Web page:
Thursday, March 5, 2009
Looking down the touristy thoroughfare of Monterey’s Cannery Row, beneath a snowstorm of seagulls, it takes a mighty imagination to picture the area that inspired John Steinbeck to write his classic Cannery Row. Using vast reservoirs of creativity, one would have to demolish the shiny new InterContinental Hotel and the smattering of gift shops selling items like Hairy Otter T-shirts (that’s right, clothing adorned with our local marine mammal dressed up to look like a certain adolescent wizard).
But the work would not be done until one replaced that scene with another, one populated by ramshackle buildings, a collection of canneries belching rotting fish stench, a vacant lot filled with jovial drunks sharing swigs from the bottle under the midday sun and a wise marine biologist with a fondness for Burgermeister Beer. Thankfully, A.L. “Scrap” Lundy’s slight but informative new book, Real Life on Cannery Row (Angel City Press, $19.95), is a tool that gets you to that place.
Lundy’s book is broken into three main sections: The first examines the real lives of four individuals Steinbeck based his primary Cannery Row characters on; the second takes a quick glance at the novel’s minor characters and briefly mentions their real life counterparts; the third imparts the true stories behind events in the book. All strongly encourage longtime local residents to reexamine and reconsider spots they pass by on a daily basis.
There’s some great stuff in the section about Ed Ricketts, the marine biologist Steinbeck based his character “Doc” on. Did you know that Ricketts and Steinbeck frequently hung out with heavyweights including mythologist Joseph Campbell, twice-Oscar-nominated actor Burgess Meredith and author Henry Miller in Ricketts’ lab? And there’s a great little anecdote from Real Life about Steinbeck and his pal George Robinson going into Ricketts’ safe after his death and finding a bottle of whiskey and a note that read: “What the hell did you expect to find in here? Here’s a drink for your troubles.”
In the Ricketts’ section, there’s also a sidebar featuring locals’ recollections of him. Unfortunately, general statements like “he had room in his heart for everyone,” often do little to shine new light.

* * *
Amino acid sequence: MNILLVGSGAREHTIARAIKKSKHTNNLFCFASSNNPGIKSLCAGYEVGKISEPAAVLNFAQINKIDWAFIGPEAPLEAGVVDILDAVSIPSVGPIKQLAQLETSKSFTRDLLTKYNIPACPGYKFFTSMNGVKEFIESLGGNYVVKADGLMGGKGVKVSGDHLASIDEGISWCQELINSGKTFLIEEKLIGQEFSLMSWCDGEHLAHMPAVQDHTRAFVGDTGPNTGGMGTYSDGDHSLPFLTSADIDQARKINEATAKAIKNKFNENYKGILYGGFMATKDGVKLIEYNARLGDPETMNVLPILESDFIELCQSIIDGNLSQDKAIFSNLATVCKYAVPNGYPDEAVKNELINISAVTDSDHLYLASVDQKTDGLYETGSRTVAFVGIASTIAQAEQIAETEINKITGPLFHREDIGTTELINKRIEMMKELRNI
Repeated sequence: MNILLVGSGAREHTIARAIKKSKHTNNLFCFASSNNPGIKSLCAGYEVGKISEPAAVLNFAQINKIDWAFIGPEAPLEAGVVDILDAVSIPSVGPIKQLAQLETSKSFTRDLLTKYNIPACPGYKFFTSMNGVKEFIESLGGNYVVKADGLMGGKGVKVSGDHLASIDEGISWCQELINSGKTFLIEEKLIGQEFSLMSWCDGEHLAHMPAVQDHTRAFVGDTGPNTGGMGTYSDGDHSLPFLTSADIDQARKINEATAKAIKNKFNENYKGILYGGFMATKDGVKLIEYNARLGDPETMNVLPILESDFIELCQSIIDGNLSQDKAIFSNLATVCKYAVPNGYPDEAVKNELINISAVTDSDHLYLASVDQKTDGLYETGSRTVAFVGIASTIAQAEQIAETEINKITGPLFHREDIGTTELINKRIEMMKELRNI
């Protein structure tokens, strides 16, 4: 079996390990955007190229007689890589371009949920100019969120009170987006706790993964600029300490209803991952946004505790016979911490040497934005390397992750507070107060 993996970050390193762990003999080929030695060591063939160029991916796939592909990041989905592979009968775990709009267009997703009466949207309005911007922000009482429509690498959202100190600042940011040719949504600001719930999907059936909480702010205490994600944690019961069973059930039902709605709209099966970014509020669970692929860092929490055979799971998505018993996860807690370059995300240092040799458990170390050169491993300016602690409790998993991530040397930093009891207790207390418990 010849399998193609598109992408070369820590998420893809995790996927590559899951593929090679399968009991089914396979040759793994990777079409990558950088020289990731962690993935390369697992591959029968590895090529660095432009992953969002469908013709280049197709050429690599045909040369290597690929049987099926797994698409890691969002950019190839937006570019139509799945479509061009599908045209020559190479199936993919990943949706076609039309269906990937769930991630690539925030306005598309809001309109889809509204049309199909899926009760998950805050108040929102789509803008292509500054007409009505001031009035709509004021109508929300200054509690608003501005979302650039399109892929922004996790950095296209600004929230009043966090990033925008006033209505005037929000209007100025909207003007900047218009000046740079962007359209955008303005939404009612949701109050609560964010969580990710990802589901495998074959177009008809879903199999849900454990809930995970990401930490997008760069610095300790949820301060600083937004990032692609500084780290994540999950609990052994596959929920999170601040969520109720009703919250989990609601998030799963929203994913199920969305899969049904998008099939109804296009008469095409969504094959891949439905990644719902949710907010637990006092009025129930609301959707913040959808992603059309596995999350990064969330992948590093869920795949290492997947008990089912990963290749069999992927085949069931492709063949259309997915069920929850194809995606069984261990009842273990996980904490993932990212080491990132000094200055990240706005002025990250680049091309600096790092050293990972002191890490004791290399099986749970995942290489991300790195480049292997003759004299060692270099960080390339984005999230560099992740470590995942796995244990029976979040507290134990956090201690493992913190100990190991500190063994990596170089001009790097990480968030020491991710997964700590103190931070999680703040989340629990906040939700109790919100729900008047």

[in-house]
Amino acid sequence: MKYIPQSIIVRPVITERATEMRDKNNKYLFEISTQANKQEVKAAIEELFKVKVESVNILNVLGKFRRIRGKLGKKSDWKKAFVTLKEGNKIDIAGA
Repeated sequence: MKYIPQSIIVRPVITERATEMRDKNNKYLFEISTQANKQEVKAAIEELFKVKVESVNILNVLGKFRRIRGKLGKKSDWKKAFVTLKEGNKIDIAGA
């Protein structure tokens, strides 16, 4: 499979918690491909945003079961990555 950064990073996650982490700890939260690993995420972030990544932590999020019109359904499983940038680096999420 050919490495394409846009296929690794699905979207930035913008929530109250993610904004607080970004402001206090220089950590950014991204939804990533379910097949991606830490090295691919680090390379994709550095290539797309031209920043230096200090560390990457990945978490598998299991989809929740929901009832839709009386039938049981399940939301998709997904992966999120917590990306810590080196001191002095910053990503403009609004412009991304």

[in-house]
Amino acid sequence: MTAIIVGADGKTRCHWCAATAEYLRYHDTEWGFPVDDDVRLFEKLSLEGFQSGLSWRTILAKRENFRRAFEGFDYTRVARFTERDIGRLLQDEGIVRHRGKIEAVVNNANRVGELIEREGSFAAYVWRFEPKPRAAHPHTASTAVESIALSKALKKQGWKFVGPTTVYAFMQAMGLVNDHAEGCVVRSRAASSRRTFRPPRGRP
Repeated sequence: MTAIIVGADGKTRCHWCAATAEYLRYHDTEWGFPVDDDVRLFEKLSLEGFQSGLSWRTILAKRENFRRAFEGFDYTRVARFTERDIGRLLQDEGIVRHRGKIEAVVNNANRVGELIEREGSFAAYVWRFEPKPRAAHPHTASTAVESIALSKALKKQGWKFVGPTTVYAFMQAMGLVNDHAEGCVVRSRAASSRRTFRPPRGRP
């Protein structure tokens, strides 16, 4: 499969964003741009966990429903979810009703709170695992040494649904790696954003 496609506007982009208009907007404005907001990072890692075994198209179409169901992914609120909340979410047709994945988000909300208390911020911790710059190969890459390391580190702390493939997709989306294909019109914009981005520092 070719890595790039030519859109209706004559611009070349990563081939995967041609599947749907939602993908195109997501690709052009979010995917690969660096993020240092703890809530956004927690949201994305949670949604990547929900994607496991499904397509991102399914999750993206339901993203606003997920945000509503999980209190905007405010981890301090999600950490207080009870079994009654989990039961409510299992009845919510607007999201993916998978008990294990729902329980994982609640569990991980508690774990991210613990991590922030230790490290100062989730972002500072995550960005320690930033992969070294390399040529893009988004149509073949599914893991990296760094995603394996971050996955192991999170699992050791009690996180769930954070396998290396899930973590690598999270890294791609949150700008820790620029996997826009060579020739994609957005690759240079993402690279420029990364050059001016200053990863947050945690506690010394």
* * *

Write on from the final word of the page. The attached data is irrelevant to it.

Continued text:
Still, Real Life on Cannery Row has many nuggets of gold. One that made me want to head to Cannery Row with a headlamp suggested that secret passageways connected the Wing Chong Co. building to the adjacent La Ida’s so that opium users could elude police in the ’20s and ’30s. Another sidebar gives away a recipe for “Half-Way House Salsa,” which was a condiment that topped burgers Steinbeck used to enjoy at a bar that was formerly located at 598 Lighthouse.
Another treasure is a photo of the roller skater who skated around Pacific Grove’s Holman’s Department Store flagpole for 51 hours, an event described in Cannery Row. It evokes comparisons to the death defying feats of Philippe Petit, whose tightrope walk between the World Trade center towers was shown in the Oscar-winning film Man on Wire, though it doesn’t look nearly as terrifying.
Lundy, a Santa Barbara-based historian, says he was lucky to interview a handful of sources including Jimmy Rodriguez, Irene Longueira and Bonnie Gartshore about Cannery Row in Steinbeck’s time before they passed away.
“I hope people realize that most of the story is true,” Lundy says. “Steinbeck took these facts and turned them into a highly successful novel.”
A.L. “SCRAP” LUNDY will sign copies of Real Life on Cannery Row 2pm Friday, March 6, at Borders, 2080 California Ave., Sand City. 899-6643.